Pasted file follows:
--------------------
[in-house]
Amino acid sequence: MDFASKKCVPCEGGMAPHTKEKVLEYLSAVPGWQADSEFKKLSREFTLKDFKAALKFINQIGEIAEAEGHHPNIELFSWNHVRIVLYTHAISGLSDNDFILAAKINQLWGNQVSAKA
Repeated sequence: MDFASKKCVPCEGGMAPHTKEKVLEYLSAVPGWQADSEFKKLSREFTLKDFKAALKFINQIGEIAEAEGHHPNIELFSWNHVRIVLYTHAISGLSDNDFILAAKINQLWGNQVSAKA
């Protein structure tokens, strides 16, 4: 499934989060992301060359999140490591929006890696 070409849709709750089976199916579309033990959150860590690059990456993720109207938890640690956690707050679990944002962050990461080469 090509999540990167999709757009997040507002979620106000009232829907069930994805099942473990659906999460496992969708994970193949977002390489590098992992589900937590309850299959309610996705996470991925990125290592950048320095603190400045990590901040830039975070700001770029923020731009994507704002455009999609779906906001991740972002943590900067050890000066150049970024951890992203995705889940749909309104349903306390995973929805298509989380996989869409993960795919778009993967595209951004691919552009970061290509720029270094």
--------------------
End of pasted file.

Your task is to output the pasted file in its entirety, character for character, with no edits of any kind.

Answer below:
[in-house]
Amino acid sequence: MDFASKKCVPCEGGMAPHTKEKVLEYLSAVPGWQADSEFKKLSREFTLKDFKAALKFINQIGEIAEAEGHHPNIELFSWNHVRIVLYTHAISGLSDNDFILAAKINQLWGNQVSAKA
Repeated sequence: MDFASKKCVPCEGGMAPHTKEKVLEYLSAVPGWQADSEFKKLSREFTLKDFKAALKFINQIGEIAEAEGHHPNIELFSWNHVRIVLYTHAISGLSDNDFILAAKINQLWGNQVSAKA
């Protein structure tokens, strides 16, 4: 499934989060992301060359999140490591929006890696 070409849709709750089976199916579309033990959150860590690059990456993720109207938890640690956690707050679990944002962050990461080469 090509999540990167999709757009997040507002979620106000009232829907069930994805099942473990659906999460496992969708994970193949977002390489590098992992589900937590309850299959309610996705996470991925990125290592950048320095603190400045990590901040830039975070700001770029923020731009994507704002455009999609779906906001991740972002943590900067050890000066150049970024951890992203995705889940749909309104349903306390995973929805298509989380996989869409993960795919778009993967595209951004691919552009970061290509720029270094």